Civil and military leaders, including Prime Minister Shahid Khaqan Abbasi and Air Chief Marshal Sohail Aman, attended the funeral prayers of Air Marshal retired Asghar Khan that were held at Nur Khan Airbase in Rawalpindi on Saturday.
Gen Zubair Mahmood Hayat, the Chairman Joint Chiefs of Staff Committee, was also present at the ceremony, along with other serving and retired officials.
Asghar Khan, the first native commander-in-chief of the Pakistan Air Force (PAF), passed away in Islamabad on Friday, at the age of 96. The former air chief will be buried in his native town Abbottabad.
Born in 1921 to a Kashmiri family in Jammu and Kashmir, Khan received his early education from Aitchison College Lahore. He joined the Indian Air Force and secured commission in 1940. His remarkable dedication towards his profession was such that he was given the command of a squadron in World War II in 1945; he was the first Indian to get that charge in the British Indian Army.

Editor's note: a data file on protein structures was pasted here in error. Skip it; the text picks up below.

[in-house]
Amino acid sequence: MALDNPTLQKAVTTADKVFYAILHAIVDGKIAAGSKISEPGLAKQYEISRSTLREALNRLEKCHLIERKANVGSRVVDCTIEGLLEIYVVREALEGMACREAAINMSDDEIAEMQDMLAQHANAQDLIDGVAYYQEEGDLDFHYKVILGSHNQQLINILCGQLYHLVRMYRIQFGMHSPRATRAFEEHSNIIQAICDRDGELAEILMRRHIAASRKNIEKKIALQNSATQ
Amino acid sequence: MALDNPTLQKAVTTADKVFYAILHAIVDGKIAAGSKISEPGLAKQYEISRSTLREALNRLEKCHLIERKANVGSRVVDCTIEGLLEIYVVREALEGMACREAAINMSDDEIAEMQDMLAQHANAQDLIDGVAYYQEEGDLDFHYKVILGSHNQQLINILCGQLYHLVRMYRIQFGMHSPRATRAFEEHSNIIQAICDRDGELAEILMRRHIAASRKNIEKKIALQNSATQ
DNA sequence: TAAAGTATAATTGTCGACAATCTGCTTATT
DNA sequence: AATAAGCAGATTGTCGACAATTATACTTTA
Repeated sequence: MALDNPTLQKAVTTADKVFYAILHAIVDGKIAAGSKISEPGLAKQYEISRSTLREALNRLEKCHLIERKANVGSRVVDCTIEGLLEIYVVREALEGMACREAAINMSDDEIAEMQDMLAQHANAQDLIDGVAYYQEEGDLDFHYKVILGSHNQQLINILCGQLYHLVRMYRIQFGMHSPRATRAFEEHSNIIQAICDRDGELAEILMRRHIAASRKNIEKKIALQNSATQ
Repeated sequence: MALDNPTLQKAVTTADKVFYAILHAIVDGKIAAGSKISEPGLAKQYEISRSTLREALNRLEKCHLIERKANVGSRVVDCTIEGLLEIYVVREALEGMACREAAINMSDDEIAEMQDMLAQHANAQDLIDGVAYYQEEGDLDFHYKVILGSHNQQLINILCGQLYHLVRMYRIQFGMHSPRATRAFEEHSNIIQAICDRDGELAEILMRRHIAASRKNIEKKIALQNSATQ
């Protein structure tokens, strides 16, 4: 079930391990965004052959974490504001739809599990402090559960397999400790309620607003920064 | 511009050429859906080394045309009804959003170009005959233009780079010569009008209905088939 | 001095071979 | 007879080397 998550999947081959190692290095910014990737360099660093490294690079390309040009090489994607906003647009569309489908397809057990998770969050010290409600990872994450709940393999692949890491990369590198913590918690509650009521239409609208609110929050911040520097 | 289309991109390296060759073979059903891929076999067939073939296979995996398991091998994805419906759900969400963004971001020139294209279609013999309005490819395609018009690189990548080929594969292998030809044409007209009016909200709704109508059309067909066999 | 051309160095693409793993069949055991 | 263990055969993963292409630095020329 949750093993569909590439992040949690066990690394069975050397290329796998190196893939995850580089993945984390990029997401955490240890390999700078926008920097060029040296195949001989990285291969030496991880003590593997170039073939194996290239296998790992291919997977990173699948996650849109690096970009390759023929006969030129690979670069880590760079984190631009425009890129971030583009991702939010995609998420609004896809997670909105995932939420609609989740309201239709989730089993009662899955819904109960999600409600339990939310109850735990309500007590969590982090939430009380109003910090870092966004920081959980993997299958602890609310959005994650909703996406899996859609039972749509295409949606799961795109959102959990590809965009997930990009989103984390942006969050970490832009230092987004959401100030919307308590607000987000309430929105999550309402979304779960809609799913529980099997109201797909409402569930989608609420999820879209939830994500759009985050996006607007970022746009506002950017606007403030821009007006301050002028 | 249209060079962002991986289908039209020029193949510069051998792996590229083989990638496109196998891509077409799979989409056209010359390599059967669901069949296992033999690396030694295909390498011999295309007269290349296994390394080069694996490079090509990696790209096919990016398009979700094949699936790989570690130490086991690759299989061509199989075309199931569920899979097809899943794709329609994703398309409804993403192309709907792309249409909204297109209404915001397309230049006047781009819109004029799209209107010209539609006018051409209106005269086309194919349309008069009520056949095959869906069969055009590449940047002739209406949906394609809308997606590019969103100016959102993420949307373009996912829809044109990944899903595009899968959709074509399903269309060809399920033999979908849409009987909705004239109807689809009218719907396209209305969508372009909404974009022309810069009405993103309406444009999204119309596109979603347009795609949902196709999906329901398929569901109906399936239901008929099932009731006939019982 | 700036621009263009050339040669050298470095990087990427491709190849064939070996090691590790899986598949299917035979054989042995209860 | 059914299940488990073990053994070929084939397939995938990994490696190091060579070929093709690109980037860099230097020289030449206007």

Asghar Khan: A soldier and an idealist politician
He became the first native air chief of Pakistan at the age of 35. After his retirement from the PAF, he was appointed as chief of Pakistan International Airlines, bringing discipline and growth to the airlines. He was considered a good administrator for a growing organisation. But after staying in the PIA for some time, he quit it to join politics.
In 1970, Khan founded Tehreek-i-Istaqlal, a secular political party and contested elections. He lost the seat. In 2012, the party was merged with the Pakistan Tehreek-i-Insaf.
In March 2017, the PAF Academy in Risalpur was named after Khan as a tribute to the veteran.
Asghar Khan’s life was full of adventure — from a pilot to a politician and a writer. His views were too idealistic and could not find conformity with general political practices in Pakistan, perhaps his thinking did not match the engineered politics. But it became apparent that he was a firm believer in democracy, honest political culture and natural justice.